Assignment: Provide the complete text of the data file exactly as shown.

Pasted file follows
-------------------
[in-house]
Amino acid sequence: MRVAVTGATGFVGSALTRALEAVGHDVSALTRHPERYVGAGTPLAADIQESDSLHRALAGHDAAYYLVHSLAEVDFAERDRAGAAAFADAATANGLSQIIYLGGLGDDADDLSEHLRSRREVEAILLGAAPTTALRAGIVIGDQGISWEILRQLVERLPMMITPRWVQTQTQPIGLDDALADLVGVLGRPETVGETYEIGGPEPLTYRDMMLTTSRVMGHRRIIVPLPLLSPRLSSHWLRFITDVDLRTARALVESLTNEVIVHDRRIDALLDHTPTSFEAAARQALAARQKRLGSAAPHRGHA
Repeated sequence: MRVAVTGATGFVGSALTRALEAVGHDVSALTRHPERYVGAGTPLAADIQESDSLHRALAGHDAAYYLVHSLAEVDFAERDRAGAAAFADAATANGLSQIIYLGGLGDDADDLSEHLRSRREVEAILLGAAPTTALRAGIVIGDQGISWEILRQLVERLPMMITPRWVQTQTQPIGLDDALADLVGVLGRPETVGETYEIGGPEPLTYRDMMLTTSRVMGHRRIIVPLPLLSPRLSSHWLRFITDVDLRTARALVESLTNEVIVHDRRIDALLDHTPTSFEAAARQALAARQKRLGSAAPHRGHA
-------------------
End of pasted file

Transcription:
[in-house]
Amino acid sequence: MRVAVTGATGFVGSALTRALEAVGHDVSALTRHPERYVGAGTPLAADIQESDSLHRALAGHDAAYYLVHSLAEVDFAERDRAGAAAFADAATANGLSQIIYLGGLGDDADDLSEHLRSRREVEAILLGAAPTTALRAGIVIGDQGISWEILRQLVERLPMMITPRWVQTQTQPIGLDDALADLVGVLGRPETVGETYEIGGPEPLTYRDMMLTTSRVMGHRRIIVPLPLLSPRLSSHWLRFITDVDLRTARALVESLTNEVIVHDRRIDALLDHTPTSFEAAARQALAARQKRLGSAAPHRGHA
Repeated sequence: MRVAVTGATGFVGSALTRALEAVGHDVSALTRHPERYVGAGTPLAADIQESDSLHRALAGHDAAYYLVHSLAEVDFAERDRAGAAAFADAATANGLSQIIYLGGLGDDADDLSEHLRSRREVEAILLGAAPTTALRAGIVIGDQGISWEILRQLVERLPMMITPRWVQTQTQPIGLDDALADLVGVLGRPETVGETYEIGGPEPLTYRDMMLTTSRVMGHRRIIVPLPLLSPRLSSHWLRFITDVDLRTARALVESLTNEVIVHDRRIDALLDHTPTSFEAAARQALAARQKRLGSAAPHRGHA